web counter Media Lies: Why we went to war in Iraq

Wednesday, June 02, 2004

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Why we went to war in Iraq

Sometimes the press fails to ask the obvious questions. If you read the text of the Joint Resolution of Congress link (House Joint Resolution 114), you discover that, according to Congress, the reasons we went to war with Iraq are:

  • weapons of mass destruction

  • material violation of UN resolutions

  • repressing the Iraqi people

  • refusing to account for missing foreign nationals, including a US serviceman

  • failing to return Kuwaiti property wrongly seized

  • hostility toward and willingness to attack the US

  • harboring and aiding al Qaeda terrorists as well as other terrorists

James Woolsey, during a Nighline interview, (link) put it this way:

"Well, I think the heart of the matter was really in the strategy statement that the Administration put out late last summer/early fall, which essentially said that it's the nexus of the brutality of a dictatorship, the relationship to weapons of mass destruction that it has or is working on, and its support for terrorism, that leads to the necessity, sometimes, to preempt or to take action before there is a smoking gun. How many countries in the world have chemical weapons?

Well, it's probably a couple of dozen. And you're not going to go attack all of them. That's not entirely right. State craft is a matter of judgment. It's not a matter of litmus tests. And I think the Administration, although different parts of it have emphasized different aspects of this from time to time, I think it's those three things together. Brutal dictatorships, rogue states, weapons of mass destruction, and ties of one kind or another to terrorist groups."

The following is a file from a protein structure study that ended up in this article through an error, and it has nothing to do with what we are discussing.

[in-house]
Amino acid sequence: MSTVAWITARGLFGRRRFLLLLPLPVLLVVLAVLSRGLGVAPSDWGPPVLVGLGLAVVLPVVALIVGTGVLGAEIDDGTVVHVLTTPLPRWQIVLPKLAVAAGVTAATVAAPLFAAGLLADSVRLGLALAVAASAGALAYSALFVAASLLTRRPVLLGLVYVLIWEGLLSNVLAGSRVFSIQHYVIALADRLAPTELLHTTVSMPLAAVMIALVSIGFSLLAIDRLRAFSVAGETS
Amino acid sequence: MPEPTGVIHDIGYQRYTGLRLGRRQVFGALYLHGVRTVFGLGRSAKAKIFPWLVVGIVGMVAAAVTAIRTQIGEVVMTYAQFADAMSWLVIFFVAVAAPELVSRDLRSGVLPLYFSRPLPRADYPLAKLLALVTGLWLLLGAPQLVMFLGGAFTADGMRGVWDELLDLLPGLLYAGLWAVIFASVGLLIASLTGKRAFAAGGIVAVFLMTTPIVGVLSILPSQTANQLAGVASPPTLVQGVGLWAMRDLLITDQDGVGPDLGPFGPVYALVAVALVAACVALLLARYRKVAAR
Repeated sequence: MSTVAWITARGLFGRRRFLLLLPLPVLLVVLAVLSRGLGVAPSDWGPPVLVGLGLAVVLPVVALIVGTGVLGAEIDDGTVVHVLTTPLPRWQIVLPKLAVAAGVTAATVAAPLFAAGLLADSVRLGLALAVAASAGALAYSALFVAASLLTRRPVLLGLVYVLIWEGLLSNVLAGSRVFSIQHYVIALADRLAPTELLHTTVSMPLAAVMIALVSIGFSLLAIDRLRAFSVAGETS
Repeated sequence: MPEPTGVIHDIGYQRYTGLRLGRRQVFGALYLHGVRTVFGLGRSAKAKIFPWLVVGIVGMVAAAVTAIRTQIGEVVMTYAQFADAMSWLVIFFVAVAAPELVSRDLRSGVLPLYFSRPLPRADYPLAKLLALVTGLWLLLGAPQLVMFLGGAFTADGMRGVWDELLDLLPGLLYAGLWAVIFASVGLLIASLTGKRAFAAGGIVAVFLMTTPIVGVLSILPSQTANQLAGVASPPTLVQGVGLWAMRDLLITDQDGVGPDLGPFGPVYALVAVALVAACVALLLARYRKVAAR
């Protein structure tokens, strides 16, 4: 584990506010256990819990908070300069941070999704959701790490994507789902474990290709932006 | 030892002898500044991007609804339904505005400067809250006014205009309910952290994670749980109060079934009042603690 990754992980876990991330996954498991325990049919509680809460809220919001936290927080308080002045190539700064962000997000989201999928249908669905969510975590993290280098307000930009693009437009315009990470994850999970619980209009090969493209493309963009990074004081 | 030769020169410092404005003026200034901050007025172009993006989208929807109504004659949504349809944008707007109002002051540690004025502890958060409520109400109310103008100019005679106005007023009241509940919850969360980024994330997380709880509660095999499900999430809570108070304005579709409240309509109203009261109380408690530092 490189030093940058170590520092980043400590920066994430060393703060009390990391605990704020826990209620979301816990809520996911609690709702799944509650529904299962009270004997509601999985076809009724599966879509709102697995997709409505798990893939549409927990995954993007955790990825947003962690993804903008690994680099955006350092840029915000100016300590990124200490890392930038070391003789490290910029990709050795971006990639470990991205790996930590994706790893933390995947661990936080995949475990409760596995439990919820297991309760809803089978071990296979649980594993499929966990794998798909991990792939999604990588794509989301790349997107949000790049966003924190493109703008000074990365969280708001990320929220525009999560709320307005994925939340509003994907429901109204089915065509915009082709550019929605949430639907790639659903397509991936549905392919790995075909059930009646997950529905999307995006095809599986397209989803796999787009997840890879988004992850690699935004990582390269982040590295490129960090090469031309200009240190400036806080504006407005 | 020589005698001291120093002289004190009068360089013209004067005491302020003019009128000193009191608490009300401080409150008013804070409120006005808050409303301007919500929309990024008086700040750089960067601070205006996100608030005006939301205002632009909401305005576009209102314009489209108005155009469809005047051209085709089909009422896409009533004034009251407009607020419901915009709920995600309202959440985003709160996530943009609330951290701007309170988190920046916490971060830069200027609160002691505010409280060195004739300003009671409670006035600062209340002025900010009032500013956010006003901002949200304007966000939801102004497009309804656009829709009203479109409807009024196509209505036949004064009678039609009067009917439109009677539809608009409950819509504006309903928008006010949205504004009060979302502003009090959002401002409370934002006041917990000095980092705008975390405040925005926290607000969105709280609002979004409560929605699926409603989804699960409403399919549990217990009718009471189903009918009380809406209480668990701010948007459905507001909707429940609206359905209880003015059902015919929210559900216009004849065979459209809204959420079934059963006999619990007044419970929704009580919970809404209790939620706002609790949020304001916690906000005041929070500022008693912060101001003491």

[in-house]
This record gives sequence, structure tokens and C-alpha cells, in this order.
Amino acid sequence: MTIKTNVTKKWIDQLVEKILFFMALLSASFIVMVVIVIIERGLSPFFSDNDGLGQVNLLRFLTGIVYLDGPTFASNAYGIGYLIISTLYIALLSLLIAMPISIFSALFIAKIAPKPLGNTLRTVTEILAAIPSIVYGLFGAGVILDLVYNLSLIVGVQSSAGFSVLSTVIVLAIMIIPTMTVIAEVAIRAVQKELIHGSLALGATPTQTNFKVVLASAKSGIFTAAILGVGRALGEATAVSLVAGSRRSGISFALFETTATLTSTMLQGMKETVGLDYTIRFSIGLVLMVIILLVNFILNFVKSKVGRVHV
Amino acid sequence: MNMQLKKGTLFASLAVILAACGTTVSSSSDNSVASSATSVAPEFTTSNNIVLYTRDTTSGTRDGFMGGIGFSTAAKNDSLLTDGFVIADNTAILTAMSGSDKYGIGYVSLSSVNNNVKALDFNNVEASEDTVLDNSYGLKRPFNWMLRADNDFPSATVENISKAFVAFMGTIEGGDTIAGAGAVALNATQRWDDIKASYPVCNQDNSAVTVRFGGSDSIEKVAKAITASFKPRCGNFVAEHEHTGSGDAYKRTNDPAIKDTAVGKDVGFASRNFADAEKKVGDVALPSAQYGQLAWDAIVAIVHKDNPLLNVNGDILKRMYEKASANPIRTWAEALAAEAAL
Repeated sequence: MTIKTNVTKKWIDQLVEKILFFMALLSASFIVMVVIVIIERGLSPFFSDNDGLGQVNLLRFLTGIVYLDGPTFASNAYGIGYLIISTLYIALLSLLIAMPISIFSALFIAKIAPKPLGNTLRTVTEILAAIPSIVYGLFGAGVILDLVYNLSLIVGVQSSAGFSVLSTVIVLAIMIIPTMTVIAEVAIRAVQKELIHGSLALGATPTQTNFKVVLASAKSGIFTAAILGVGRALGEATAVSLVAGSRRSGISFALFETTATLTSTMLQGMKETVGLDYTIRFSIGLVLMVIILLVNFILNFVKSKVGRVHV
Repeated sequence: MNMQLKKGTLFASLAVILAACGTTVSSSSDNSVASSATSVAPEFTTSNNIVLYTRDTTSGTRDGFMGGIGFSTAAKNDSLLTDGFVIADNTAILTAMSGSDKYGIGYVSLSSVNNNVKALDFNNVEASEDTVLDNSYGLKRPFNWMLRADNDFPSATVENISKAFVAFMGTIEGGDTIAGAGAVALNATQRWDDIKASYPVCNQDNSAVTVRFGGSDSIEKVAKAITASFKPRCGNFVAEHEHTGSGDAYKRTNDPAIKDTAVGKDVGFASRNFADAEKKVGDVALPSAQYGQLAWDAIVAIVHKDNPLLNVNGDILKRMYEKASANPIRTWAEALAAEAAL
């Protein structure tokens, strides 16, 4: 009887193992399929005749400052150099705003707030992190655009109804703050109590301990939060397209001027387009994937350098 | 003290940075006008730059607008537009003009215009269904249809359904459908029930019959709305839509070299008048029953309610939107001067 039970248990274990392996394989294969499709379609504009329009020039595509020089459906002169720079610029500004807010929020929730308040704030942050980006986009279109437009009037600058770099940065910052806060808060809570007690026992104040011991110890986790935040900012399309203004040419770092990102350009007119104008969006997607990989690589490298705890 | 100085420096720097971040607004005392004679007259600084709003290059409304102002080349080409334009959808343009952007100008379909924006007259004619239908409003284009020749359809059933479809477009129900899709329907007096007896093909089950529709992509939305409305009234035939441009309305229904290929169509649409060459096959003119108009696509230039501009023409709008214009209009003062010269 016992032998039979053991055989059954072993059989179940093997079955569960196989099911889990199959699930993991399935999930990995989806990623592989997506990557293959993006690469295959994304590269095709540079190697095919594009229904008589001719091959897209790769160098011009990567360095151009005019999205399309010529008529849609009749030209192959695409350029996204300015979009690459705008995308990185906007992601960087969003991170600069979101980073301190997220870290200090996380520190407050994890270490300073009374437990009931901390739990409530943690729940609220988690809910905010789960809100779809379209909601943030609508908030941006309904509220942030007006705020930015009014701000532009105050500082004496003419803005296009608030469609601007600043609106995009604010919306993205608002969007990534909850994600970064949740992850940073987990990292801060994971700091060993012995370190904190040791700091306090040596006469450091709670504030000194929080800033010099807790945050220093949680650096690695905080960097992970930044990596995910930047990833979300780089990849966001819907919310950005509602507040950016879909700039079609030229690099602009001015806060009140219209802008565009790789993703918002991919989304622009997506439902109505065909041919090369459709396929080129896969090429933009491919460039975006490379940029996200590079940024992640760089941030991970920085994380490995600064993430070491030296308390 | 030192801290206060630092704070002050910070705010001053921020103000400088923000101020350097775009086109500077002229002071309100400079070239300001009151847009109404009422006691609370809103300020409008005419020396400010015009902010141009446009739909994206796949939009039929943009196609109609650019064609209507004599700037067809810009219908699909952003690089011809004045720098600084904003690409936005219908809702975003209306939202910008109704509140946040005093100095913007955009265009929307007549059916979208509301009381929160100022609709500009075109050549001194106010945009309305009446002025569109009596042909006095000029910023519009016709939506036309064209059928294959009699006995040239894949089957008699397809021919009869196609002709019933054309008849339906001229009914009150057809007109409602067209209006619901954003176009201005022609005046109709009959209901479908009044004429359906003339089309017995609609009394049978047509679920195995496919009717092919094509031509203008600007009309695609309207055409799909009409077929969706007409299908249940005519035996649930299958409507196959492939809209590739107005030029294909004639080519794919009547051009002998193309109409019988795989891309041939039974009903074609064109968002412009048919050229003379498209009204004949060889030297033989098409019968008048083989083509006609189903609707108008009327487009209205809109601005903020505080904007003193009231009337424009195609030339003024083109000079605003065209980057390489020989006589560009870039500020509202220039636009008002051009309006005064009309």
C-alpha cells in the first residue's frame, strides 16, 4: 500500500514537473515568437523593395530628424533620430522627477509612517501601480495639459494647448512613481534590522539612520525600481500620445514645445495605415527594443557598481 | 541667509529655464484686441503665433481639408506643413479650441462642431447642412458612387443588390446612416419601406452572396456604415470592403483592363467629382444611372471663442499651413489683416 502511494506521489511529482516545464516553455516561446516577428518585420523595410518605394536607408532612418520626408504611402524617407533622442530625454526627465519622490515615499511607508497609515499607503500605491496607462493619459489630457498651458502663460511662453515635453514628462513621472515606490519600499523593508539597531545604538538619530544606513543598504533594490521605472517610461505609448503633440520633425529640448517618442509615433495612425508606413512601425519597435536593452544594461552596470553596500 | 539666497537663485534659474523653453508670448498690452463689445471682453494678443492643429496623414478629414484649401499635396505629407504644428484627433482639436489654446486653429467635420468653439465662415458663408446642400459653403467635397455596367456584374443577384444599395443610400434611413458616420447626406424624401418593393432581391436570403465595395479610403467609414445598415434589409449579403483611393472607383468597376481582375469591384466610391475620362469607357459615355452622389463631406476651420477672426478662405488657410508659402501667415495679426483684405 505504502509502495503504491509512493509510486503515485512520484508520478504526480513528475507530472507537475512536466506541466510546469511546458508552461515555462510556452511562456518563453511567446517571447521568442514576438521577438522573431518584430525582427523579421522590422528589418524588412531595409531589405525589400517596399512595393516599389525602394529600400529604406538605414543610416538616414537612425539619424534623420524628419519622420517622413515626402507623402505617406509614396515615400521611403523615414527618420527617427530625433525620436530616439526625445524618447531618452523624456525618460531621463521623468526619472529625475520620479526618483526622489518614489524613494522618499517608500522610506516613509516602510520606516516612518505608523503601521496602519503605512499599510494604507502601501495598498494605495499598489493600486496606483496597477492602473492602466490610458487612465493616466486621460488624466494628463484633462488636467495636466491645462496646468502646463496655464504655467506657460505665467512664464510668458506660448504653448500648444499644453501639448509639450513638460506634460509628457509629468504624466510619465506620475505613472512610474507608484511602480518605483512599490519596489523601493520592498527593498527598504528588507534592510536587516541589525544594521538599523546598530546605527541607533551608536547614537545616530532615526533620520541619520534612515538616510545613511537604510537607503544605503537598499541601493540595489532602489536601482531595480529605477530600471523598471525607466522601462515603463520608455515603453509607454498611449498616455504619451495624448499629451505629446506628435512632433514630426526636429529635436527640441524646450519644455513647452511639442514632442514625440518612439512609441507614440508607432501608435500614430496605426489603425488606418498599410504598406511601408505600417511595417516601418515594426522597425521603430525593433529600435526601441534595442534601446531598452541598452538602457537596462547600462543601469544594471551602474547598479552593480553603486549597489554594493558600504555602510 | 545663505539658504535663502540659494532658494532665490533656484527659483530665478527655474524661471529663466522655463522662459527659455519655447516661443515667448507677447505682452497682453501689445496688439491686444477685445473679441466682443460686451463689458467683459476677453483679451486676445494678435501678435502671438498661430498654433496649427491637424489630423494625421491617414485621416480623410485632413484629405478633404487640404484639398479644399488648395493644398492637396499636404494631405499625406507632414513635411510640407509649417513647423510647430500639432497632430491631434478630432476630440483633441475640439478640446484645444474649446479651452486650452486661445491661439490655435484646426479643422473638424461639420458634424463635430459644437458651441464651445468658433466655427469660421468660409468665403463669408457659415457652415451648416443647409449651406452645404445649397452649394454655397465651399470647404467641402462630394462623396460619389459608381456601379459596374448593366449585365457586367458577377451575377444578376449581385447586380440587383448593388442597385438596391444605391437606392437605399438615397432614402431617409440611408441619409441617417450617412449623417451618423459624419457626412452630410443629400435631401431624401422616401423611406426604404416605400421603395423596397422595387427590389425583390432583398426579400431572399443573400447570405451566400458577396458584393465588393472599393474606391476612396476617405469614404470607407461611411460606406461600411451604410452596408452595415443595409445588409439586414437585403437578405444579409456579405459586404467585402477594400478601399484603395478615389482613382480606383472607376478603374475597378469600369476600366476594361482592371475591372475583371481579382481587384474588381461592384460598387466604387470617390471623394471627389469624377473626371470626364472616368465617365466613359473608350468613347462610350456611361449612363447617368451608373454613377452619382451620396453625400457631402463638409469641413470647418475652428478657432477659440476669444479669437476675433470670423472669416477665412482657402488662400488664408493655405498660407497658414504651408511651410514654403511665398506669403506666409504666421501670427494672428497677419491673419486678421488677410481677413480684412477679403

Ted Koppel then responded with this question:

"There seems to be a certain convenience factor, however, to the fact that as we no longer are able to make quite as much of a case for the weapons of mass destruction, they haven't been found yet, maybe they still will be, this new argument now is surfacing. Why not make that argument before? If this was to be an object lesson, and again, I stress that. Why couldn't you make that argument beforehand?"

Apparently, Koppel either didn't do his homework or conveniently ignored the fact that, at one time, a solid majority of Congress agreed on these points. (House - 296-133, Senate - 77-23) Now that's it's an election year, the Democrats suddenly have amnesia. Yet the press has a duty to point this out, do they not? When Democrats make these claims, shouldn't the press be questioning them on their sudden change of heart?

So why do we continue to hear that weapons of mass destruction were the raison d'etre behind the war and the press remains silent?